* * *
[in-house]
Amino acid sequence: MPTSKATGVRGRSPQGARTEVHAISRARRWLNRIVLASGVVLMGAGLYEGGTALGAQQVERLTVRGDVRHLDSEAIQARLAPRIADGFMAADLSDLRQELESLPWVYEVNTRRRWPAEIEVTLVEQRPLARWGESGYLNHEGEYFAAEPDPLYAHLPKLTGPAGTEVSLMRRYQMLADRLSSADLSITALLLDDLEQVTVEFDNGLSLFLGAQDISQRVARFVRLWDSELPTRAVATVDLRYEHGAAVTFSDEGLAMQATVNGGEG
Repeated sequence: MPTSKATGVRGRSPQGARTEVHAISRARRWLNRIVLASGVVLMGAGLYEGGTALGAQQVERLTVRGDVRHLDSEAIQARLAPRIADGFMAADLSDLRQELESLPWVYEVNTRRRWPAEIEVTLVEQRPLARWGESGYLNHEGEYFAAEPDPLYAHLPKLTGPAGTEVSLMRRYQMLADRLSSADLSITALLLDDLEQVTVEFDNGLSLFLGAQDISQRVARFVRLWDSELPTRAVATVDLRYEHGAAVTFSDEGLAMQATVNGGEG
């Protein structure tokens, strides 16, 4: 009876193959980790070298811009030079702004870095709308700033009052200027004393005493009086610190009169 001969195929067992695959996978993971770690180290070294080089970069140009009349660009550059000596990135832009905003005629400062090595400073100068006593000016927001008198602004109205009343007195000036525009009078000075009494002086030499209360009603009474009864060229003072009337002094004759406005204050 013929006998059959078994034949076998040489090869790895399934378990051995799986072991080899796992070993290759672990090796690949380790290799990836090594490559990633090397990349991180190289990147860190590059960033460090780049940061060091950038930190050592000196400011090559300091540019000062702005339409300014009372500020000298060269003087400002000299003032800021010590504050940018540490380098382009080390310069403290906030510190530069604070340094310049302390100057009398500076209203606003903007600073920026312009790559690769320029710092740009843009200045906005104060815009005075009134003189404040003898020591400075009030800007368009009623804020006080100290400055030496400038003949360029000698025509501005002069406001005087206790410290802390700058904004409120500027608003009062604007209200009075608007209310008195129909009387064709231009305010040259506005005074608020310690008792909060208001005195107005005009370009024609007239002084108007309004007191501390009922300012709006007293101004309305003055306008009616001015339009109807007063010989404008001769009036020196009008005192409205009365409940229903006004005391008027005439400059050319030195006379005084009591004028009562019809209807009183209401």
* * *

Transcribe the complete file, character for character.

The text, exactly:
[in-house]
Amino acid sequence: MPTSKATGVRGRSPQGARTEVHAISRARRWLNRIVLASGVVLMGAGLYEGGTALGAQQVERLTVRGDVRHLDSEAIQARLAPRIADGFMAADLSDLRQELESLPWVYEVNTRRRWPAEIEVTLVEQRPLARWGESGYLNHEGEYFAAEPDPLYAHLPKLTGPAGTEVSLMRRYQMLADRLSSADLSITALLLDDLEQVTVEFDNGLSLFLGAQDISQRVARFVRLWDSELPTRAVATVDLRYEHGAAVTFSDEGLAMQATVNGGEG
Repeated sequence: MPTSKATGVRGRSPQGARTEVHAISRARRWLNRIVLASGVVLMGAGLYEGGTALGAQQVERLTVRGDVRHLDSEAIQARLAPRIADGFMAADLSDLRQELESLPWVYEVNTRRRWPAEIEVTLVEQRPLARWGESGYLNHEGEYFAAEPDPLYAHLPKLTGPAGTEVSLMRRYQMLADRLSSADLSITALLLDDLEQVTVEFDNGLSLFLGAQDISQRVARFVRLWDSELPTRAVATVDLRYEHGAAVTFSDEGLAMQATVNGGEG
């Protein structure tokens, strides 16, 4: 009876193959980790070298811009030079702004870095709308700033009052200027004393005493009086610190009169 001969195929067992695959996978993971770690180290070294080089970069140009009349660009550059000596990135832009905003005629400062090595400073100068006593000016927001008198602004109205009343007195000036525009009078000075009494002086030499209360009603009474009864060229003072009337002094004759406005204050 013929006998059959078994034949076998040489090869790895399934378990051995799986072991080899796992070993290759672990090796690949380790290799990836090594490559990633090397990349991180190289990147860190590059960033460090780049940061060091950038930190050592000196400011090559300091540019000062702005339409300014009372500020000298060269003087400002000299003032800021010590504050940018540490380098382009080390310069403290906030510190530069604070340094310049302390100057009398500076209203606003903007600073920026312009790559690769320029710092740009843009200045906005104060815009005075009134003189404040003898020591400075009030800007368009009623804020006080100290400055030496400038003949360029000698025509501005002069406001005087206790410290802390700058904004409120500027608003009062604007209200009075608007209310008195129909009387064709231009305010040259506005005074608020310690008792909060208001005195107005005009370009024609007239002084108007309004007191501390009922300012709006007293101004309305003055306008009616001015339009109807007063010989404008001769009036020196009008005192409205009365409940229903006004005391008027005439400059050319030195006379005084009591004028009562019809209807009183209401």